The reasons behind the regression of Carson Wentz are plentiful. Some are on the QB and only the QB, while others absolutely fall on the shoulders of the Head Coach, who is responsible for trying to ensure he’s set up for success. For whatever reason, Pederson did a really poor job of that this season, which will undoubtedly have contributed to the next phase.

Eagles front office piles the pressure

We learned this season that Howie Roseman and Jeffrey Lurie seem to have quite a strong grip on the day-to-day runnings of the personnel side of things. An anonymous source told our writer Chris Infante the following earlier this year:

“Comparing Howie Roseman to other GMs, he’s more involved than most. Most GMs would meet with the coaches and see what they need and do what they need and then get the hell out the way and let you coach.”

“Howie does all the talking in draft meetings, would be aided by Joe Douglas and Andrew Berry. Doug’s preferences barely considered.”

How deep that problem ran, we may never know. Reports came out recently stating that the opposite was in fact the case (I can’t think why…), but it became clear this year that Pederson was feeling the strain.

Every press conference felt like a chore to watch. Pederson’s facial expressions were often those of frustration, anger, and disappointment. That’s understandable given the circumstance, but he was showing a side we had previously never seen. Snapping at reporters, throwing out questionable rhetorics and looking visibly agitated on a consistent basis.

As the Eagles continued to slip into a slump, the pressure was continuing to grow on Pederson. The team had drafted a quarterback in the second round and it was weighing on the franchise like a Rock. It felt like an inevitability that the QB change would come…but it wouldn’t be the only one to spark controversy.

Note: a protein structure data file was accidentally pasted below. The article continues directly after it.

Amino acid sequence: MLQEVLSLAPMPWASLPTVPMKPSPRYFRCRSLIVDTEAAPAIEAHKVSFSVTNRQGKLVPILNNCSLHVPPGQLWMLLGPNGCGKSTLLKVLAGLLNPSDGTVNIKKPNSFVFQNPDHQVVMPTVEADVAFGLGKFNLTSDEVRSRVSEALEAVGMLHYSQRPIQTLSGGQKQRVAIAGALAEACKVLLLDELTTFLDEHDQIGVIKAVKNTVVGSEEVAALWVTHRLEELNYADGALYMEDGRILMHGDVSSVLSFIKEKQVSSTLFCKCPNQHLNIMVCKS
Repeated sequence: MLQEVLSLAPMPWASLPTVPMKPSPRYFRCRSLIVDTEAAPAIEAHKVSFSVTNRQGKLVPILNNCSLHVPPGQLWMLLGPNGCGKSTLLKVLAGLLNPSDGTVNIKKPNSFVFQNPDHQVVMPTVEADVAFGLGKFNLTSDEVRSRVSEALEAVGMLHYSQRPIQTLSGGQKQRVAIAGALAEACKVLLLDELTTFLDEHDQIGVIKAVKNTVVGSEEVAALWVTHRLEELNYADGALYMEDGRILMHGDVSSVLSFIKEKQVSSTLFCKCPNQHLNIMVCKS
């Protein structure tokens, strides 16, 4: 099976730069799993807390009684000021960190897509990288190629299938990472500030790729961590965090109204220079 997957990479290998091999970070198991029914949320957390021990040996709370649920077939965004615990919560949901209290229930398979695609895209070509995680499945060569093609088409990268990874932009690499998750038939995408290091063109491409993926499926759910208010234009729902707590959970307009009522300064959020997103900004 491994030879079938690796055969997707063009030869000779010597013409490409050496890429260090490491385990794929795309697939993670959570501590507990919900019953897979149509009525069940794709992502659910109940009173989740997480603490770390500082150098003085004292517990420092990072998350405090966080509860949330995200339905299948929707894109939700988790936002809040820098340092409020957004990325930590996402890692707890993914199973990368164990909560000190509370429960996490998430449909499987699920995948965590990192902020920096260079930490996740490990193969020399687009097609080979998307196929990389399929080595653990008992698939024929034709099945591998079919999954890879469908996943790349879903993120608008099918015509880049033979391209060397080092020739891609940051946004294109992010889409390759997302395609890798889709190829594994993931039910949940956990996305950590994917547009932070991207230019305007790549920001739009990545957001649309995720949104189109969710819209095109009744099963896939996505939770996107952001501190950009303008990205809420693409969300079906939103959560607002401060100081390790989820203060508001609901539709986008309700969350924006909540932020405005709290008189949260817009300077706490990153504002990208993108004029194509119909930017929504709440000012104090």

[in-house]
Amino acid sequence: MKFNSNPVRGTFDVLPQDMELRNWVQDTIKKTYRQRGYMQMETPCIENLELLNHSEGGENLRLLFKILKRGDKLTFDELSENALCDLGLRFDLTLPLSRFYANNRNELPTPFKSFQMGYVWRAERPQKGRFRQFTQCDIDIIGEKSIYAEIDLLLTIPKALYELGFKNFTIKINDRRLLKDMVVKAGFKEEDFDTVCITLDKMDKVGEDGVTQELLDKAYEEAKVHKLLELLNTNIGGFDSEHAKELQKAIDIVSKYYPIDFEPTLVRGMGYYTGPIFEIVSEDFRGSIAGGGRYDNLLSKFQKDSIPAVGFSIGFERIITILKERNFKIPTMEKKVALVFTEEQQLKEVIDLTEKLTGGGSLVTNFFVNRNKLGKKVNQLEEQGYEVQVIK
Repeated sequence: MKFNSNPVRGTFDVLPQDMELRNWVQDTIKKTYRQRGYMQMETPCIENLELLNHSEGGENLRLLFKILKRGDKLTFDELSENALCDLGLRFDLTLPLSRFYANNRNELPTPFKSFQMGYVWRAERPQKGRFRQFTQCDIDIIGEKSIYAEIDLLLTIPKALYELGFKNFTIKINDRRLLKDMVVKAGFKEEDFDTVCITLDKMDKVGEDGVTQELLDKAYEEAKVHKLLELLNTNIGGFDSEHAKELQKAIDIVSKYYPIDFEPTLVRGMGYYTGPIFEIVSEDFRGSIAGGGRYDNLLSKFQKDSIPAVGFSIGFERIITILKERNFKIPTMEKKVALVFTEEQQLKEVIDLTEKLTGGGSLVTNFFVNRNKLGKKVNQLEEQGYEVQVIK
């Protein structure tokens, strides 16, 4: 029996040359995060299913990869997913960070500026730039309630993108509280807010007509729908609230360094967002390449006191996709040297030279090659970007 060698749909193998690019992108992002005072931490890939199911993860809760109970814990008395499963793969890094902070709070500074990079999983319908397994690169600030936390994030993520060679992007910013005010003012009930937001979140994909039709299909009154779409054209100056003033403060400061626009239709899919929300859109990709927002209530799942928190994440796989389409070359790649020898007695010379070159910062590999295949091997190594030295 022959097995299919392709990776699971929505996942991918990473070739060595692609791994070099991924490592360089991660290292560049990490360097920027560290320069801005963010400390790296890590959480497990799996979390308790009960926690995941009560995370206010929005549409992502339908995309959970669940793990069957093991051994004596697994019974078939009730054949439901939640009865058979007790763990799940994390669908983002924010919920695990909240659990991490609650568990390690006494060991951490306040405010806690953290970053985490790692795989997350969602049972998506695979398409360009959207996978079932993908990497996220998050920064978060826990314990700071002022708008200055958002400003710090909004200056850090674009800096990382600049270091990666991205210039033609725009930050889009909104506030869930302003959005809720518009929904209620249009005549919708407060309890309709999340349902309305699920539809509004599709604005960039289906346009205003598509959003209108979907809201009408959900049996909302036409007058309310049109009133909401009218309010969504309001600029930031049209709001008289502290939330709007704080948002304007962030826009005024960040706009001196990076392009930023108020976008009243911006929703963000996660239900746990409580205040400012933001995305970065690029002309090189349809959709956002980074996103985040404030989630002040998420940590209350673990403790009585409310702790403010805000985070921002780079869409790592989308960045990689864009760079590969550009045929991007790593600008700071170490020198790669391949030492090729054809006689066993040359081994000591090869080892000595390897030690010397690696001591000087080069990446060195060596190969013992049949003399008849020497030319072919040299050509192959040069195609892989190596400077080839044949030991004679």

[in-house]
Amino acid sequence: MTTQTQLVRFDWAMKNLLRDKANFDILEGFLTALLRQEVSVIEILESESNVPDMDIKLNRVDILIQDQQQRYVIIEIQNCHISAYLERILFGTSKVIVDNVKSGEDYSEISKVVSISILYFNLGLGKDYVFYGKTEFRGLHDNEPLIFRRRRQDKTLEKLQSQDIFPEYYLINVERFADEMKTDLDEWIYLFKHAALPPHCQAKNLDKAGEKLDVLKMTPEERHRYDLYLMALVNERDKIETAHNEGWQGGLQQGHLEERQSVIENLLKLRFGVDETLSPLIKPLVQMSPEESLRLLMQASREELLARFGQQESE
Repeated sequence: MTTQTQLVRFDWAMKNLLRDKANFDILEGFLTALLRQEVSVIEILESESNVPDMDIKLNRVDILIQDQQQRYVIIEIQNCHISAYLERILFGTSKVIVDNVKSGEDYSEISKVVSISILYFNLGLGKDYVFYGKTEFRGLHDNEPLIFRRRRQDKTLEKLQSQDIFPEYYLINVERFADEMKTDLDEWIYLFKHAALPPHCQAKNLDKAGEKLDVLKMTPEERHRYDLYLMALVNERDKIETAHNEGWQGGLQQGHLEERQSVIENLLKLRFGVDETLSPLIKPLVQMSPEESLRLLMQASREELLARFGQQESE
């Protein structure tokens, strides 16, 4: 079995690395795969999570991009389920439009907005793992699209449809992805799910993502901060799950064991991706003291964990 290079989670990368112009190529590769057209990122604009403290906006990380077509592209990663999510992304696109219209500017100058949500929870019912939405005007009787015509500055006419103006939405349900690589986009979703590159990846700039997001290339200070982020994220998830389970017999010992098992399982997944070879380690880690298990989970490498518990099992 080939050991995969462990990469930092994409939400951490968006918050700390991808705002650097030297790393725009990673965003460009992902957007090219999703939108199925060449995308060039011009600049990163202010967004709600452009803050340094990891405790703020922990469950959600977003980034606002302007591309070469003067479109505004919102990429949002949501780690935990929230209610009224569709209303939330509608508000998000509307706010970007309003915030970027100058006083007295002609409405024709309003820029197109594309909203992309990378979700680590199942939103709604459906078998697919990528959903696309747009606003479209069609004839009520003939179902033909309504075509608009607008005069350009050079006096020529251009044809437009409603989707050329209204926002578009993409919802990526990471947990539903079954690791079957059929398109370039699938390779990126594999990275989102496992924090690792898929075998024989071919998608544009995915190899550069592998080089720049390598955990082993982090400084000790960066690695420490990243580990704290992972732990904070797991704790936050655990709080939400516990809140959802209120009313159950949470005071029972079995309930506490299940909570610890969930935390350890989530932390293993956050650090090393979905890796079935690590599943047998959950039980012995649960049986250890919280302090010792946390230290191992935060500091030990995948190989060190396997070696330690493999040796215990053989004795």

The Eagles tank in 122k 17

Jeffrey Lurie was quick to mention that Doug Pederson’s decision to pull Jalen Hurts at the beginning of a competitive fourth quarter in week 17 had nothing to do with his dismissal (again, can’t think why), but while that may be the case, it’s hard to overlook the impact that had on the team.

The Eagles owner also stated yesterday that Pederson ‘didn’t deserve to be fired’, but it was a move that had to be made. If that’s the case, it may have something to do with the numerous players on the team voicing their displeasure about the ‘tankgate’ decision.

Pederson had long been known for his emotional connection to players – allowing them to be themselves and relating to their experience as someone who had once been in their shoes. Even through a torrid 2020 campaign, you never once heard players fire shots at their Head Coach in press conferences, anonymously, or on social media…until week 17.

Regardless of the reasoning behind the decision and whether he was pushed into making it or not, there’s no denying it caused some unrest in the Eagles locker room and the repercussions of that may well have been the straw that broke the Camel’s back.